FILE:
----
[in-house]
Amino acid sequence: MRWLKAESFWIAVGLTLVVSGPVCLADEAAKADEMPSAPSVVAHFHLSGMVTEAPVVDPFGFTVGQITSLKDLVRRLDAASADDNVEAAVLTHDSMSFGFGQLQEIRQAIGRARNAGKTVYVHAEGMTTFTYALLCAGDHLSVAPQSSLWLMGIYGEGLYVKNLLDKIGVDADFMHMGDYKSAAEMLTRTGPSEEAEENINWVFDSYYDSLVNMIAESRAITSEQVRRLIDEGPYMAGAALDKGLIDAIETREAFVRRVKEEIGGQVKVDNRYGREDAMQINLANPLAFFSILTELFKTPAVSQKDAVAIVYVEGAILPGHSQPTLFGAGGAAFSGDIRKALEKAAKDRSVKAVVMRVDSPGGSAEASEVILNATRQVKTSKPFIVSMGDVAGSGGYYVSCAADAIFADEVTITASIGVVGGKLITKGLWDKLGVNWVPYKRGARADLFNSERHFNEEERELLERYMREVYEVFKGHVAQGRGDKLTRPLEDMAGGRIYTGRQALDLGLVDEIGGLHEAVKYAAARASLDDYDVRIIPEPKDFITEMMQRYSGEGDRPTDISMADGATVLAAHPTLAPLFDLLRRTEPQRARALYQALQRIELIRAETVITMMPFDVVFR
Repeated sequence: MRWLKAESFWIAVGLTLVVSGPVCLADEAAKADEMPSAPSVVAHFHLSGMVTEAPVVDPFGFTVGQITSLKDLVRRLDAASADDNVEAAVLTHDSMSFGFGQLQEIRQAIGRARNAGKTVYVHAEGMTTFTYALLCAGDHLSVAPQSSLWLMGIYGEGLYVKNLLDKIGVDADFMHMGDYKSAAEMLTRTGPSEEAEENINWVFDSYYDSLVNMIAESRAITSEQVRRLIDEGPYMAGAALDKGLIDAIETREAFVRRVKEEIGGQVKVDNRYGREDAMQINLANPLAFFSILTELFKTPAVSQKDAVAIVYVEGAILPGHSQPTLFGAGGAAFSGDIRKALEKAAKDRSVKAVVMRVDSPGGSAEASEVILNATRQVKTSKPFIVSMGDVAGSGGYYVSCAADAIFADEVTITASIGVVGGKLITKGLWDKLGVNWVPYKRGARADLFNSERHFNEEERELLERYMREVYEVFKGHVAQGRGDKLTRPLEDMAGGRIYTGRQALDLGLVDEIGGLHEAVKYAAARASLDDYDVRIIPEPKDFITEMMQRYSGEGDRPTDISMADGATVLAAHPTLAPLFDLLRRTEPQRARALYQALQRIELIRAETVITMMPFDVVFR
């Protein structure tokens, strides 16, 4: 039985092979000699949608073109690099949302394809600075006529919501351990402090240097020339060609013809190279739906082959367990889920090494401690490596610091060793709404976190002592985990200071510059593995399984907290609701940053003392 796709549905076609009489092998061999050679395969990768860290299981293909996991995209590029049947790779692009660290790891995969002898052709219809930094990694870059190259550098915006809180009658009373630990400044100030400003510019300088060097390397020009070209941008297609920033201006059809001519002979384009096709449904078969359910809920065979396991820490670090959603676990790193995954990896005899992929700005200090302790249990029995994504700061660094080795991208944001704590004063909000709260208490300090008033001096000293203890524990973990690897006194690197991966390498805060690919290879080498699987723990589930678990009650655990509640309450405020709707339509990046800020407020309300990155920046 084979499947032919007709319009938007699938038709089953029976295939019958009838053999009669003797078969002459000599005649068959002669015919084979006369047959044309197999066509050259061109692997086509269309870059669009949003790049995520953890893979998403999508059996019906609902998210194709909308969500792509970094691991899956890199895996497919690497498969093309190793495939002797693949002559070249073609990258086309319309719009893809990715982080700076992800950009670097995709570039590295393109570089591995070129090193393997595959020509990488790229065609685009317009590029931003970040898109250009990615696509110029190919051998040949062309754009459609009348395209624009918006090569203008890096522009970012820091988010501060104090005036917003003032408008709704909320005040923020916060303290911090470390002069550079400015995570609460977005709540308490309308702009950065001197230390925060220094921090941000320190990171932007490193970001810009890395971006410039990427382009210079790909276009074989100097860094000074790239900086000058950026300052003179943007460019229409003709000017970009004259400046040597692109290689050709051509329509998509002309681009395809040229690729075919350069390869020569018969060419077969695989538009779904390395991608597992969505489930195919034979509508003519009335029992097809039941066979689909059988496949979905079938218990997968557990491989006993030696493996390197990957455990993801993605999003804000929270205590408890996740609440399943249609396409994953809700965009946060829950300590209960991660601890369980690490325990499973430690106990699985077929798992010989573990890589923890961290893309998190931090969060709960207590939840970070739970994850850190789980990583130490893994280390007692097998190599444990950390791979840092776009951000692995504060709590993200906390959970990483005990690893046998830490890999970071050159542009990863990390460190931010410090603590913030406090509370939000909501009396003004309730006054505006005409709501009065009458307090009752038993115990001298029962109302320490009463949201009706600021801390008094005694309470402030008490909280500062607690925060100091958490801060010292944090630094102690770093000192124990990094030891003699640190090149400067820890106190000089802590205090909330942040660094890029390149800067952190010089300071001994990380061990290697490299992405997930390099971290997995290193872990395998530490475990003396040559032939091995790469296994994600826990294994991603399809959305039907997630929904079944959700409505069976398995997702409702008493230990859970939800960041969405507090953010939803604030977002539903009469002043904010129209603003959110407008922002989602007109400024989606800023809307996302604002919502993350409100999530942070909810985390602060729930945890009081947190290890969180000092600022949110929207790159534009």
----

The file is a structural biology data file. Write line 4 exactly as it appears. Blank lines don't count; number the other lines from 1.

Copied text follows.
């Protein structure tokens, strides 16, 4: 039985092979000699949608073109690099949302394809600075006529919501351990402090240097020339060609013809190279739906082959367990889920090494401690490596610091060793709404976190002592985990200071510059593995399984907290609701940053003392 796709549905076609009489092998061999050679395969990768860290299981293909996991995209590029049947790779692009660290790891995969002898052709219809930094990694870059190259550098915006809180009658009373630990400044100030400003510019300088060097390397020009070209941008297609920033201006059809001519002979384009096709449904078969359910809920065979396991820490670090959603676990790193995954990896005899992929700005200090302790249990029995994504700061660094080795991208944001704590004063909000709260208490300090008033001096000293203890524990973990690897006194690197991966390498805060690919290879080498699987723990589930678990009650655990509640309450405020709707339509990046800020407020309300990155920046 084979499947032919007709319009938007699938038709089953029976295939019958009838053999009669003797078969002459000599005649068959002669015919084979006369047959044309197999066509050259061109692997086509269309870059669009949003790049995520953890893979998403999508059996019906609902998210194709909308969500792509970094691991899956890199895996497919690497498969093309190793495939002797693949002559070249073609990258086309319309719009893809990715982080700076992800950009670097995709570039590295393109570089591995070129090193393997595959020509990488790229065609685009317009590029931003970040898109250009990615696509110029190919051998040949062309754009459609009348395209624009918006090569203008890096522009970012820091988010501060104090005036917003003032408008709704909320005040923020916060303290911090470390002069550079400015995570609460977005709540308490309308702009950065001197230390925060220094921090941000320190990171932007490193970001810009890395971006410039990427382009210079790909276009074989100097860094000074790239900086000058950026300052003179943007460019229409003709000017970009004259400046040597692109290689050709051509329509998509002309681009395809040229690729075919350069390869020569018969060419077969695989538009779904390395991608597992969505489930195919034979509508003519009335029992097809039941066979689909059988496949979905079938218990997968557990491989006993030696493996390197990957455990993801993605999003804000929270205590408890996740609440399943249609396409994953809700965009946060829950300590209960991660601890369980690490325990499973430690106990699985077929798992010989573990890589923890961290893309998190931090969060709960207590939840970070739970994850850190789980990583130490893994280390007692097998190599444990950390791979840092776009951000692995504060709590993200906390959970990483005990690893046998830490890999970071050159542009990863990390460190931010410090603590913030406090509370939000909501009396003004309730006054505006005409709501009065009458307090009752038993115990001298029962109302320490009463949201009706600021801390008094005694309470402030008490909280500062607690925060100091958490801060010292944090630094102690770093000192124990990094030891003699640190090149400067820890106190000089802590205090909330942040660094890029390149800067952190010089300071001994990380061990290697490299992405997930390099971290997995290193872990395998530490475990003396040559032939091995790469296994994600826990294994991603399809959305039907997630929904079944959700409505069976398995997702409702008493230990859970939800960041969405507090953010939803604030977002539903009469002043904010129209603003959110407008922002989602007109400024989606800023809307996302604002919502993350409100999530942070909810985390602060729930945890009081947190290890969180000092600022949110929207790159534009």